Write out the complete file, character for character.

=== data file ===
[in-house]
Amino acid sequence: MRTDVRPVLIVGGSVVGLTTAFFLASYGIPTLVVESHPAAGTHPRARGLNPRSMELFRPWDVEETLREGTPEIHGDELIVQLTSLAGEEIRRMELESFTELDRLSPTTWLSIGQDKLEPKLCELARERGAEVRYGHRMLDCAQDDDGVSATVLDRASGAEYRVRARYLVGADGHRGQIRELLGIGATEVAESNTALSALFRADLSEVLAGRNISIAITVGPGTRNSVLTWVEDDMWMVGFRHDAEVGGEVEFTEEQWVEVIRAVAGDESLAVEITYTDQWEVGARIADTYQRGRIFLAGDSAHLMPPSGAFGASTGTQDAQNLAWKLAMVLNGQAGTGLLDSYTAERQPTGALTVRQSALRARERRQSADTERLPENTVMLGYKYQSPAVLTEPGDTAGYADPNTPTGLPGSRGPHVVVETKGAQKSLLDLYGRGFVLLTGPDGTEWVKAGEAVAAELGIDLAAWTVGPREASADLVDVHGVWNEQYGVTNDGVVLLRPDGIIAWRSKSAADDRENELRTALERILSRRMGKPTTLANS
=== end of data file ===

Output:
[in-house]
Amino acid sequence: MRTDVRPVLIVGGSVVGLTTAFFLASYGIPTLVVESHPAAGTHPRARGLNPRSMELFRPWDVEETLREGTPEIHGDELIVQLTSLAGEEIRRMELESFTELDRLSPTTWLSIGQDKLEPKLCELARERGAEVRYGHRMLDCAQDDDGVSATVLDRASGAEYRVRARYLVGADGHRGQIRELLGIGATEVAESNTALSALFRADLSEVLAGRNISIAITVGPGTRNSVLTWVEDDMWMVGFRHDAEVGGEVEFTEEQWVEVIRAVAGDESLAVEITYTDQWEVGARIADTYQRGRIFLAGDSAHLMPPSGAFGASTGTQDAQNLAWKLAMVLNGQAGTGLLDSYTAERQPTGALTVRQSALRARERRQSADTERLPENTVMLGYKYQSPAVLTEPGDTAGYADPNTPTGLPGSRGPHVVVETKGAQKSLLDLYGRGFVLLTGPDGTEWVKAGEAVAAELGIDLAAWTVGPREASADLVDVHGVWNEQYGVTNDGVVLLRPDGIIAWRSKSAADDRENELRTALERILSRRMGKPTTLANS